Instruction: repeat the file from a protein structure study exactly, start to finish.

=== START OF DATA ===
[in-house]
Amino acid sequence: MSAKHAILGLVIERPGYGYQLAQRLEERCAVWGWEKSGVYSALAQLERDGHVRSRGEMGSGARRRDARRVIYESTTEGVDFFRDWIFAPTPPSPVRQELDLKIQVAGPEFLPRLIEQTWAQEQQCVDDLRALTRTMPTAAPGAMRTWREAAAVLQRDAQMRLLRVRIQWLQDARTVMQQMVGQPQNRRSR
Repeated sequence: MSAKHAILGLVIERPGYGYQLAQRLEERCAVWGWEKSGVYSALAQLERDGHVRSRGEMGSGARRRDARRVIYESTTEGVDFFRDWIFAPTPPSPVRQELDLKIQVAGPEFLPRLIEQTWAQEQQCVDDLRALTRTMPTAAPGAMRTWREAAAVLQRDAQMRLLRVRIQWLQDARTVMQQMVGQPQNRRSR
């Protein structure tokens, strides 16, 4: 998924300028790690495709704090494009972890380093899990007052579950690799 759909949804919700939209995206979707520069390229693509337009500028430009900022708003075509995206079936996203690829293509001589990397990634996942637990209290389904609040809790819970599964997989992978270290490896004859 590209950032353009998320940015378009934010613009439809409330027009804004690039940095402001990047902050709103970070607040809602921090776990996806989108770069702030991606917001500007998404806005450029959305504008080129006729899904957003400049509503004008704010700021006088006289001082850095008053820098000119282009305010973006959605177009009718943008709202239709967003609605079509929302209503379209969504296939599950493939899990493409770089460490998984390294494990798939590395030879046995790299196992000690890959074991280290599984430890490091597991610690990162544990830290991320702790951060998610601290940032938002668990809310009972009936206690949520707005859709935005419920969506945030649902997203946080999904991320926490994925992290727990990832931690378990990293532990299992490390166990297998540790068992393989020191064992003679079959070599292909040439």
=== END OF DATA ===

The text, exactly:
[in-house]
Amino acid sequence: MSAKHAILGLVIERPGYGYQLAQRLEERCAVWGWEKSGVYSALAQLERDGHVRSRGEMGSGARRRDARRVIYESTTEGVDFFRDWIFAPTPPSPVRQELDLKIQVAGPEFLPRLIEQTWAQEQQCVDDLRALTRTMPTAAPGAMRTWREAAAVLQRDAQMRLLRVRIQWLQDARTVMQQMVGQPQNRRSR
Repeated sequence: MSAKHAILGLVIERPGYGYQLAQRLEERCAVWGWEKSGVYSALAQLERDGHVRSRGEMGSGARRRDARRVIYESTTEGVDFFRDWIFAPTPPSPVRQELDLKIQVAGPEFLPRLIEQTWAQEQQCVDDLRALTRTMPTAAPGAMRTWREAAAVLQRDAQMRLLRVRIQWLQDARTVMQQMVGQPQNRRSR
């Protein structure tokens, strides 16, 4: 998924300028790690495709704090494009972890380093899990007052579950690799 759909949804919700939209995206979707520069390229693509337009500028430009900022708003075509995206079936996203690829293509001589990397990634996942637990209290389904609040809790819970599964997989992978270290490896004859 590209950032353009998320940015378009934010613009439809409330027009804004690039940095402001990047902050709103970070607040809602921090776990996806989108770069702030991606917001500007998404806005450029959305504008080129006729899904957003400049509503004008704010700021006088006289001082850095008053820098000119282009305010973006959605177009009718943008709202239709967003609605079509929302209503379209969504296939599950493939899990493409770089460490998984390294494990798939590395030879046995790299196992000690890959074991280290599984430890490091597991610690990162544990830290991320702790951060998610601290940032938002668990809310009972009936206690949520707005859709935005419920969506945030649902997203946080999904991320926490994925992290727990990832931690378990990293532990299992490390166990297998540790068992393989020191064992003679079959070599292909040439």